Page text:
How teaching disabled students can enrich your own martial arts

Hello Karate Kickin Dwarf readers. I recently had a wonderful opportunity present itself to me. This week I am not writing the article. I am featuring a guest writer and martial artist – Kai Morgan. Kai Morgan normally focuses on women’s issues in martial arts. She recently had an opportunity to attend a course on coaching people with disabilities. She wanted to reach out to the people that follow Karate Kickin Dwarf and share the knowledge she gained. The article provides an insight on how to teach disabled students in martial arts. This article gave me a better insight on train with me and how I can improve their training experience.

Wheelchair fencing
© Marie-Lan Nguyen / Wikimedia Commons / CC-BY 3.0

I recently attended an excellent course called, “How to Coach Disabled People in Sport”, run by Sports Coach UK. You can read my write-up of the event here: 10 Tips for Coaching Disabled People in Sport.

The course placed a heavy emphasis on how being inclusive is good for all of us – and this really got me thinking. It’s wonderful to help other people – but could being inclusive also end up helping us all ourselves too, as students and instructors?

I believe the answer is yes – and here are some reasons why . . .

1. It helps us to take a more open-minded view of what disability actually is

The course spent some time exploring the “medical model” of disability versus the “social model”. The medical model is all about labels and impairments and people having problems. So it categorises people as being blind; or having epilepsy; or being unable to walk, and sees this as the reason they can’t do things.

The social model however challenges this view and makes us question what disability really is. So if someone is in a wheelchair and they can’t get into the dojo due to lack of access, then they are disabled. Or if a person who lip-reads can’t see the sensei speak, due to their standing in direct sunlight, they are disabled.

But who or what has caused this disability? It isn’t necessarily the disabled person themselves, or their impairment. Uncomfortably, the responsibility may rest with society, and ourselves as individuals.

IMAG0644Bringing it closer to home – It might appear that Larry is “disabled” in the dojo, due to his short stature. But if you train with kids in your class – they are short too and we don’t think anything of it! We just adjust the technique as needed, without even thinking.

Because in our minds, children are supposed to be short but adults are not supposed to be short. But if we can move beyond these assumptions, we start to see that it shouldn’t really matter . . .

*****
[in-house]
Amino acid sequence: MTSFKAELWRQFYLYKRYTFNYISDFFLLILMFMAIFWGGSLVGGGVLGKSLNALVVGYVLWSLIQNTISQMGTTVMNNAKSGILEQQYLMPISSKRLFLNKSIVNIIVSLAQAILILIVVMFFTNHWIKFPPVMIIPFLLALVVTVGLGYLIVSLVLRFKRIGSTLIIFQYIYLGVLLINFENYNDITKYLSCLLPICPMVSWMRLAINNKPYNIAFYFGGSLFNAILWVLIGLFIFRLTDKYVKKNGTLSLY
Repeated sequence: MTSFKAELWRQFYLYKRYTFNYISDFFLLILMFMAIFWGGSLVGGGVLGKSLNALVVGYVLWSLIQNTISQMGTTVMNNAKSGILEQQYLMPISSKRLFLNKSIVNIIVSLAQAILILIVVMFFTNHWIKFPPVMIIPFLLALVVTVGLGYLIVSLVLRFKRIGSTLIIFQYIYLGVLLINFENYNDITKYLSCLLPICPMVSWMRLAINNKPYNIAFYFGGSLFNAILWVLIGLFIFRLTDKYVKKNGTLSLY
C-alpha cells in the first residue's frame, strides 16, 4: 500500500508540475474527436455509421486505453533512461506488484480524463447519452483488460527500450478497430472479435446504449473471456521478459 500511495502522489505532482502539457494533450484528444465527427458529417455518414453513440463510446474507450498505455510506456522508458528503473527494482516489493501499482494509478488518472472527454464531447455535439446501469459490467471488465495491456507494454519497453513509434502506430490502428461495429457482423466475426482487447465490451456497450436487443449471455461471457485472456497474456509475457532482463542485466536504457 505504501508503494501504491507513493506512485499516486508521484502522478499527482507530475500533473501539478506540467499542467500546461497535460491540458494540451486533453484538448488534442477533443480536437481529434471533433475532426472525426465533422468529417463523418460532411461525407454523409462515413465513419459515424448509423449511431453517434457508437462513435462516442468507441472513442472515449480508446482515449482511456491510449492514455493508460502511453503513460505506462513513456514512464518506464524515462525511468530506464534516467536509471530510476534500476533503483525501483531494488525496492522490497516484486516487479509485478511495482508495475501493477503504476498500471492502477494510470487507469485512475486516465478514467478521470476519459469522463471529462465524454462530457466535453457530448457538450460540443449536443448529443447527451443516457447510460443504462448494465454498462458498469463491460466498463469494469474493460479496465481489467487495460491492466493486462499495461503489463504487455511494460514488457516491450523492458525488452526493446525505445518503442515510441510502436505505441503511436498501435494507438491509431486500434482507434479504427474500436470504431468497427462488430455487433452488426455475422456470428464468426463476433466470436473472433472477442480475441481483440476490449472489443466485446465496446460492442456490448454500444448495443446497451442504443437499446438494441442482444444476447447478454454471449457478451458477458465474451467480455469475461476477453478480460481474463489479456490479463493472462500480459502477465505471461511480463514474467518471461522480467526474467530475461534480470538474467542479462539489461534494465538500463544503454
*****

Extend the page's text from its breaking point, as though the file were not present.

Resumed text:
The social model therefore gives us a huge amount of power to question our own assumptions, and challenge society’s views on what disability actually is. And it also gives us the power to resolve that someone in our class is NOT going to be disabled – and work to remove the barriers that could stand in their way . . .

2. It brings us in touch with our own limitations
Good martial arts clubs tend to promote a thoughtful and nuanced approach about training through injury and other impairments. Here’s an extract from an email my own sensei sent me last year when I was thinking of staying away from class for a bit with an injured elbow:

Hopefully it will feel better. Try to keep it moving using slow movements. Go through the sword and jo but at half or quarter speed. And you can still train. I find weapons allow you to extend a stretch beyond the norm in a controlled way. I can show you Thursday. Usually I tell students to train with the injury as it forces them to change how they would react and limits.

It is a difficult one as on the one side only when injured can we reflect on our weaknesses and understand the limitations we may face. On the other hand from an insurance standpoint I should be saying don’t train 🙂

It is a case of risk acceptance and finding your own limitations.

By Joey Leonardo [Public domain], via Wikimedia Commons
By Joey Leonardo [Public domain], via Wikimedia Commons
In the end, we all have impairments. Older people often can’t kick as high as younger people. Some people find joint locks more painful, due to stiff joints. Some people have emotional barriers or scars, which can make it harder for them to train than others.